(Seriously? Not even *one* vote for Jason Guida?)
The 16th season of The Ultimate Fighter kicks off tonight on FX, and while we wouldn’t exactly say we’re looking forward to it, the premiere of a new season always puts us in a reflective mood. In this week’s installment of the CagePotato Roundtable, we’ll be paying tribute to our favorite cast-members in TUF history, and joining us today is a very, very special guest — Luke O’Brien, an award-winning journalist whose work has appeared in Rolling Stone, The New York Times, The Atlantic, Fortune, and many other outlets that are much more respectable than the one you’re reading right now. (I first discovered Luke through his excellent MMA reporting for Deadspin.)
Shoot us your own favorite TUF guys in the comments section, and if you have a topic for a future Roundtable column, e-mail us at email@example.com
Has there been a more unlikely TUF champion than Amir Sadollah? In 2008, the Persian-Irish surgical technologist came out of nowhere — or in his case, Richmond — to win the seventh season of the show by beating All-American wrestler C.B. Dollaway. Sadollah armbarred Dollaway not once, but twice. Before that, he triangled Matt Brown, who oozed tough. And before that, he TKOd Gerald Harris, who certainly looked tough. At the time, Sadollah had never had a pro fight. Not one. I liked him immediately. Not because he was an upstart, a little doughy around the middle and a bit of a lumberer. There were purer reasons that drew me to a fighter who walks out to Iranian techno music.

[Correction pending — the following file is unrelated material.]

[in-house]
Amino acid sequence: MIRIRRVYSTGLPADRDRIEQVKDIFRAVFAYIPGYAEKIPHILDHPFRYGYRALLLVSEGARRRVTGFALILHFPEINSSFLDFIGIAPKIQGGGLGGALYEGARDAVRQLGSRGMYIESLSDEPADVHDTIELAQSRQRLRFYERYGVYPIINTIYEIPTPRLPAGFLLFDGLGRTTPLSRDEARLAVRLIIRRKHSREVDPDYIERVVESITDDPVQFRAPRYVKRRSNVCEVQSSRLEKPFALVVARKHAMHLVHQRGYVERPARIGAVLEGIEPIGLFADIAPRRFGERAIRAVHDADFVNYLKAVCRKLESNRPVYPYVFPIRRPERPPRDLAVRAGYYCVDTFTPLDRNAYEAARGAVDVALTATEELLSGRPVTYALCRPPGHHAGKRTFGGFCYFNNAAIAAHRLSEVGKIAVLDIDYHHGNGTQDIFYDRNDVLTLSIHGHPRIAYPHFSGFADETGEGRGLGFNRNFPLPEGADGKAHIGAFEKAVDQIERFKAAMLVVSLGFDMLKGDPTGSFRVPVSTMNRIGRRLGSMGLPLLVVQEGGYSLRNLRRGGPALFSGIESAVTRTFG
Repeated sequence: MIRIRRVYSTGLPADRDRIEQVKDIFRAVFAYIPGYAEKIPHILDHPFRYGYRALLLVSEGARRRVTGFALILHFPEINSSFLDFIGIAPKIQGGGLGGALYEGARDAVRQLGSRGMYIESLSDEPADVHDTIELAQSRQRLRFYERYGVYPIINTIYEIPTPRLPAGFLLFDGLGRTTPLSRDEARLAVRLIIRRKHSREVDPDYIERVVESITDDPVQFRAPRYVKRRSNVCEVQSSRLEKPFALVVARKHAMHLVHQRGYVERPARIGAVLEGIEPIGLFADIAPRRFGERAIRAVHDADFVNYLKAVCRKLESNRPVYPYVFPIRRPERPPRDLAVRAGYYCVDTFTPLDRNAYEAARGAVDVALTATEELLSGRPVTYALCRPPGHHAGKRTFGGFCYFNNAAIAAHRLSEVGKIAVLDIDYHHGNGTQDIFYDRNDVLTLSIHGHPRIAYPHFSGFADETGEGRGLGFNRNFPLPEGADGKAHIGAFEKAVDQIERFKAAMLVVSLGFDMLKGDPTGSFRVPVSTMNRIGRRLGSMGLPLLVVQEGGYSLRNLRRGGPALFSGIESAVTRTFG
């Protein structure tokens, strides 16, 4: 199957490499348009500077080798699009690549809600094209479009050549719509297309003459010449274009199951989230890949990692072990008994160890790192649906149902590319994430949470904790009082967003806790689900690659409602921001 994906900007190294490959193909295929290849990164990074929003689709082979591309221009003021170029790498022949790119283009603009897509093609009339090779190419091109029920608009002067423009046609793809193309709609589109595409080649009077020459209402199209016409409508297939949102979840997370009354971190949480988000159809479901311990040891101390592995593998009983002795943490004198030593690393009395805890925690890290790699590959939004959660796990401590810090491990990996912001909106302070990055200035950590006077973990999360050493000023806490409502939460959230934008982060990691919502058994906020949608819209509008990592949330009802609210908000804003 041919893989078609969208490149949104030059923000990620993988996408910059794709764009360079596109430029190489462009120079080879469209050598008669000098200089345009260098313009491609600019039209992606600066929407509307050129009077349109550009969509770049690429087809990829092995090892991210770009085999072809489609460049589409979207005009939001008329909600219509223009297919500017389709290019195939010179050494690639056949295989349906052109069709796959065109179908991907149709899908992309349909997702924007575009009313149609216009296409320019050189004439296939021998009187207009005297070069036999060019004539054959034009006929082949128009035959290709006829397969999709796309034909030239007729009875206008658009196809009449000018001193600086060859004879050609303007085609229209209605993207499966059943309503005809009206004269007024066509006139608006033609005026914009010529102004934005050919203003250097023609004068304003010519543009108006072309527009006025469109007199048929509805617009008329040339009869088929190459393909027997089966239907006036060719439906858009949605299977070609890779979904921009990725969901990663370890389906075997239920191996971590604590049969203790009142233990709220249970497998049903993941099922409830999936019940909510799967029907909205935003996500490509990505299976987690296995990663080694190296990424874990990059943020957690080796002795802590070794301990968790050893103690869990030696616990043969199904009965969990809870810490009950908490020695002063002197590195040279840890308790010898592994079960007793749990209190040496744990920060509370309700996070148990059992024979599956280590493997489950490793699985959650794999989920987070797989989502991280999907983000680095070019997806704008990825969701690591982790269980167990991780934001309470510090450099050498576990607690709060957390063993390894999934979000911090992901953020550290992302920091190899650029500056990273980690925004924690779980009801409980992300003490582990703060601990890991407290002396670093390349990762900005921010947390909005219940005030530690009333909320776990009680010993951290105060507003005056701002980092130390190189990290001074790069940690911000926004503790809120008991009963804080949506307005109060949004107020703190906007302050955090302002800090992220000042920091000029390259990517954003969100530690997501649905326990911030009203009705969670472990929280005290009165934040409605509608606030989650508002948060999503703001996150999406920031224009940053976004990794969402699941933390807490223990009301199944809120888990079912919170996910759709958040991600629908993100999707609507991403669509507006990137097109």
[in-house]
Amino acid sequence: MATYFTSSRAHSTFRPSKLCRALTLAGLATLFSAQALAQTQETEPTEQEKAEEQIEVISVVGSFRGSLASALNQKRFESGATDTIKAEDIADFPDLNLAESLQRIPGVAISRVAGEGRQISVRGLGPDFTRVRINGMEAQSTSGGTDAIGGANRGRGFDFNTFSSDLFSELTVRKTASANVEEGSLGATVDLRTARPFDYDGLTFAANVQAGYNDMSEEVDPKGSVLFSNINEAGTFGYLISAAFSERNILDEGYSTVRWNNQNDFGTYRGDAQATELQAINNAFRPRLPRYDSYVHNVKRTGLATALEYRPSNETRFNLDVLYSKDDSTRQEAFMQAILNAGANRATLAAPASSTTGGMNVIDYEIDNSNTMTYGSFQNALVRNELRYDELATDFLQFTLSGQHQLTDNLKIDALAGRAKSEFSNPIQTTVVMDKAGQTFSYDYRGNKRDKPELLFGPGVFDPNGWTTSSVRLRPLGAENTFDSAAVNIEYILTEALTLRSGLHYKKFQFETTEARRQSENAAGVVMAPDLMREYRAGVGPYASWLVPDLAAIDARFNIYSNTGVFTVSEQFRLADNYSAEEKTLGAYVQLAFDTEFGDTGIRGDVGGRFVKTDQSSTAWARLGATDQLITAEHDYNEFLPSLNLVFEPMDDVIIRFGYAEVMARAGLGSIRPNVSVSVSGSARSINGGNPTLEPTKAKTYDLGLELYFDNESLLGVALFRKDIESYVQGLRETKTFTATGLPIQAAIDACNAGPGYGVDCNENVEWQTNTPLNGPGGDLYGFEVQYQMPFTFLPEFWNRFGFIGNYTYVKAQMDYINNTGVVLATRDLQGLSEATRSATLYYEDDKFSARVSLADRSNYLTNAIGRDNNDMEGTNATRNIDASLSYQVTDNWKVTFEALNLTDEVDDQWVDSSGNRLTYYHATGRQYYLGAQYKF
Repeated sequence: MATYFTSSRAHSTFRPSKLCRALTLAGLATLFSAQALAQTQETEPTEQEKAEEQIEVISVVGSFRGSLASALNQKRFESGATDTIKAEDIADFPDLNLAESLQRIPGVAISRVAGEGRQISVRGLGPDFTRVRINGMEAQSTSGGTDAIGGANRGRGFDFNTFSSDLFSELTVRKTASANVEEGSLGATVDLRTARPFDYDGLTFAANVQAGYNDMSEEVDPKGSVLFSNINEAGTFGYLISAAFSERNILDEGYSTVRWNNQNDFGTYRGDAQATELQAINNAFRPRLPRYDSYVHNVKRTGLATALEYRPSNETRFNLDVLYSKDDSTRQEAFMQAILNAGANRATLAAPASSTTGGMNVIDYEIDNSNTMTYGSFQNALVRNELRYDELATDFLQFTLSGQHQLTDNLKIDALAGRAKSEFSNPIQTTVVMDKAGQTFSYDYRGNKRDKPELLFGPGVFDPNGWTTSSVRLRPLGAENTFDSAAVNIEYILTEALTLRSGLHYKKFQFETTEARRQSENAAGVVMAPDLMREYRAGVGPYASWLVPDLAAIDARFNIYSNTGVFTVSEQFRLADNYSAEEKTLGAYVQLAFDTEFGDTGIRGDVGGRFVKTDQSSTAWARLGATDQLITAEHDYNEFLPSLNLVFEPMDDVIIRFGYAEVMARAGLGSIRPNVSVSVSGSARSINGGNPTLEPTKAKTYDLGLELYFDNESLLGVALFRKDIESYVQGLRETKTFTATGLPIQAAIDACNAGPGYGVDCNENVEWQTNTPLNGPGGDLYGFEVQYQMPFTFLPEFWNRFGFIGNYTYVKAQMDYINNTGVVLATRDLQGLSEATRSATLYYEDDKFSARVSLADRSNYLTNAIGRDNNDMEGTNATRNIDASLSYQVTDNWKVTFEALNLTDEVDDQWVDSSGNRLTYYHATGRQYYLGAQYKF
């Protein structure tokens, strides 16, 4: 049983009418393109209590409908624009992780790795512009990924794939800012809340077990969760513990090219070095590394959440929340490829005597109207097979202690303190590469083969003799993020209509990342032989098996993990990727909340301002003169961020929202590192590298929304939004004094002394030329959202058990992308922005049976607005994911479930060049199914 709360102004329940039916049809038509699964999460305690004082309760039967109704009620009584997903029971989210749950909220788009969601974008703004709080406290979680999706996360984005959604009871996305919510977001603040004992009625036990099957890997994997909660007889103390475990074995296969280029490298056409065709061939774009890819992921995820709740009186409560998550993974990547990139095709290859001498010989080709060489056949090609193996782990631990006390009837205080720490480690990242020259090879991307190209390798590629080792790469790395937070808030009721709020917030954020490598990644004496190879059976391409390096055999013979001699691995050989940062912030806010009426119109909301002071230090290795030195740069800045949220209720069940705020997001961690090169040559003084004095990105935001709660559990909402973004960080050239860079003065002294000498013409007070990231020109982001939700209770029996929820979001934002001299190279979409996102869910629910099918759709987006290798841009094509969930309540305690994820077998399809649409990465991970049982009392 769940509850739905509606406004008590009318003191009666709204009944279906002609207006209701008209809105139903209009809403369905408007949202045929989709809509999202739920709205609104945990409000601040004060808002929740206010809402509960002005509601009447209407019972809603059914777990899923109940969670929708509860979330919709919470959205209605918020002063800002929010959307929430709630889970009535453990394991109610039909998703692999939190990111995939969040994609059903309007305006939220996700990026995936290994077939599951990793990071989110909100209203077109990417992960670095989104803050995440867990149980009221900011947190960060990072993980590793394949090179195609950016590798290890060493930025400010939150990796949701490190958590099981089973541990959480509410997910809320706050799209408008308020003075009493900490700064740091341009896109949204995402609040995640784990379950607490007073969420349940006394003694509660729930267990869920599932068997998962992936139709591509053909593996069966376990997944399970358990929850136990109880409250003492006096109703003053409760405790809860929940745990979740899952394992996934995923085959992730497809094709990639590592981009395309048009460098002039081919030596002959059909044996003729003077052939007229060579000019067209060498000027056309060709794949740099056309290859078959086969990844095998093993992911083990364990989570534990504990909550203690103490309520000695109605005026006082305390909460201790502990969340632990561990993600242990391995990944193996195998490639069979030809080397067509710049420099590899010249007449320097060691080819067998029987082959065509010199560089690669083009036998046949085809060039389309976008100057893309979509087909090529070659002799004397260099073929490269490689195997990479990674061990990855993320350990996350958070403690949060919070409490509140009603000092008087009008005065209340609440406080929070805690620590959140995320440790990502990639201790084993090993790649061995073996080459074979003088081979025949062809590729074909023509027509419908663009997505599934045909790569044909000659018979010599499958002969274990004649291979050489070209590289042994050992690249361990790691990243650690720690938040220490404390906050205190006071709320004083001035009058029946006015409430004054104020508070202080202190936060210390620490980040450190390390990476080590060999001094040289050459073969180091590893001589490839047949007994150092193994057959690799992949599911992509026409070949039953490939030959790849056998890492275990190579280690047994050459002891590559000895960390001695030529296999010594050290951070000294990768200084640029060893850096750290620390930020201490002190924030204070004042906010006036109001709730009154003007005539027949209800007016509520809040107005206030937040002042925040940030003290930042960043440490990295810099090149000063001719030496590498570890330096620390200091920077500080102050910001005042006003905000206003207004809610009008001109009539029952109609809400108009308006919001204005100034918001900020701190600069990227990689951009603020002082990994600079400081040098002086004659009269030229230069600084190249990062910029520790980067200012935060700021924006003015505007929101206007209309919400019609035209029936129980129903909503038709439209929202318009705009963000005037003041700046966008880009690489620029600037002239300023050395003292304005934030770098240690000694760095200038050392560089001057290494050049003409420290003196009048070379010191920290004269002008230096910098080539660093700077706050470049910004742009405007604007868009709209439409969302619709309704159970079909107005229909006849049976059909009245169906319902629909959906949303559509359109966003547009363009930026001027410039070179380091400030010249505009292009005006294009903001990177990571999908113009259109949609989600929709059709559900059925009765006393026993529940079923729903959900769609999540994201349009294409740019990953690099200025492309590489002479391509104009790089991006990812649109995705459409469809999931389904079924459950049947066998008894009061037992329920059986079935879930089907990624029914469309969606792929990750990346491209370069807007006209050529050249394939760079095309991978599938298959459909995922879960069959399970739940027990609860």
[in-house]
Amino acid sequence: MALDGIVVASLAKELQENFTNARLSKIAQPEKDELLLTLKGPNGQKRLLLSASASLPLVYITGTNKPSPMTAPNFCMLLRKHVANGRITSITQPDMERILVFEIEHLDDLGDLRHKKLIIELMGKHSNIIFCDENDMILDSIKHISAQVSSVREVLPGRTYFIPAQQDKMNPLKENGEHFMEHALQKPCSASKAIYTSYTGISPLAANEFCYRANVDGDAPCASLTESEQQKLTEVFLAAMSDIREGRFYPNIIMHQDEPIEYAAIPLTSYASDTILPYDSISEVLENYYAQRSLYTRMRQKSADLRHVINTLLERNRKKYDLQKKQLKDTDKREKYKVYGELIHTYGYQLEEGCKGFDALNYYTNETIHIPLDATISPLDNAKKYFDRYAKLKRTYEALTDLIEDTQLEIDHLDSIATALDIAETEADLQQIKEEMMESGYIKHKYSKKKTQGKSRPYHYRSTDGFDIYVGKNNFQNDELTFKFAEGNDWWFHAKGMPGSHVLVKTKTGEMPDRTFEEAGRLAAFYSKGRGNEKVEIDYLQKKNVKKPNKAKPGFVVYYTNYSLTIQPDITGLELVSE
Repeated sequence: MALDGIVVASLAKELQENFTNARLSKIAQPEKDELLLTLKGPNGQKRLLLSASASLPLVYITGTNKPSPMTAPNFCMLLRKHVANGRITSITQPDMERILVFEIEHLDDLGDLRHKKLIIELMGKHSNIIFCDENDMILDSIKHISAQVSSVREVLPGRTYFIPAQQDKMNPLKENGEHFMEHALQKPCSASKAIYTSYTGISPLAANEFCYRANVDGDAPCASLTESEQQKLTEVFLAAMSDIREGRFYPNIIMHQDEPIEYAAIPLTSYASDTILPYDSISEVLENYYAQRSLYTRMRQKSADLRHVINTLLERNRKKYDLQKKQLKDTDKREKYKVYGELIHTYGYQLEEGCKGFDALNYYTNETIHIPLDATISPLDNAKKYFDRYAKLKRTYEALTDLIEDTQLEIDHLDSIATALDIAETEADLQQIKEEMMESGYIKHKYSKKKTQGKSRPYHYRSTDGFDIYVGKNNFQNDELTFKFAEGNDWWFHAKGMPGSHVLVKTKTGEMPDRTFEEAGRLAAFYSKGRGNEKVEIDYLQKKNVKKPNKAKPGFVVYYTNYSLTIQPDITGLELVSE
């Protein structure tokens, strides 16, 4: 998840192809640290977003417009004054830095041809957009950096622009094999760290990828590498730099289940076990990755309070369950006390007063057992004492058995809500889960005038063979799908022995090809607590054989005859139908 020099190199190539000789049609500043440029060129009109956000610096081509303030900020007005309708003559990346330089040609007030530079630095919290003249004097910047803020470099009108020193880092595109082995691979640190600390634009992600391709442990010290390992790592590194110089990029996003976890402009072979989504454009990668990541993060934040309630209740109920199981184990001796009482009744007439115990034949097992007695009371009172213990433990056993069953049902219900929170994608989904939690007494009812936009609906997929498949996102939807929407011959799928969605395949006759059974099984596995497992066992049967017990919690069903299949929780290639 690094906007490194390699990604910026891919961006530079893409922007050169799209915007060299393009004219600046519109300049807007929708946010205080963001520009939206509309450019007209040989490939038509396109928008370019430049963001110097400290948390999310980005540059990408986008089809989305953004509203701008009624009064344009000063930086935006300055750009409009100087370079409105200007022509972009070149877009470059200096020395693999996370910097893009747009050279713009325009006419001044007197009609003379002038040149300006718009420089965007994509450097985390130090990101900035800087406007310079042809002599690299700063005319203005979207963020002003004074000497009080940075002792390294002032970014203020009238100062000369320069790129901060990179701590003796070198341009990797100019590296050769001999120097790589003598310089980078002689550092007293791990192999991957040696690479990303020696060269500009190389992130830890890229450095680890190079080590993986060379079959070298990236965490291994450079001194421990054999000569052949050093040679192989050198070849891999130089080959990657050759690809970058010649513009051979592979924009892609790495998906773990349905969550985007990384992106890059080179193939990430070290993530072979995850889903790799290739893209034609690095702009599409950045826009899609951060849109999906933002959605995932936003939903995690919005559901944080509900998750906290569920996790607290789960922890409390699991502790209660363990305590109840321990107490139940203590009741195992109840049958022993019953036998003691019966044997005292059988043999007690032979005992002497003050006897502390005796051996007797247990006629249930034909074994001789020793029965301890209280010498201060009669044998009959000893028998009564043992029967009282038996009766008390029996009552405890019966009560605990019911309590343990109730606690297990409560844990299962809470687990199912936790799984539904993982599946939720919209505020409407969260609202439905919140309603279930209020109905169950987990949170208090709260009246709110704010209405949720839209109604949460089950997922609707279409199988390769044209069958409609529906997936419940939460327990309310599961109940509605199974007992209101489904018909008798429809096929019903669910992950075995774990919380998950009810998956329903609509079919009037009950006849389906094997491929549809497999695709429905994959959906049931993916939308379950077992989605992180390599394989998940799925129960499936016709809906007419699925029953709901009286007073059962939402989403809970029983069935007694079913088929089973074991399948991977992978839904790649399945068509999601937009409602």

For one, he had a mullet. This wasn’t the unaware bumpkin coiffure found in many stretches of this country. Rather, it was a curated flange of keratin that complemented the smirk often playing on Sadollah’s face. It was a mullet that, like its owner, didn’t take itself too seriously. A mullet that grasped irony. And irony has always been in short supply on TUF. The premise of the show — quarantine 16 fighters for a month in a house stocked with unlimited amounts of booze and see what happens — is absurd, although I guess you could say the same about all reality television. As much as I enjoy TUF, the only way I can fully appreciate it is at a sardonic remove. Sadollah allowed me to do that.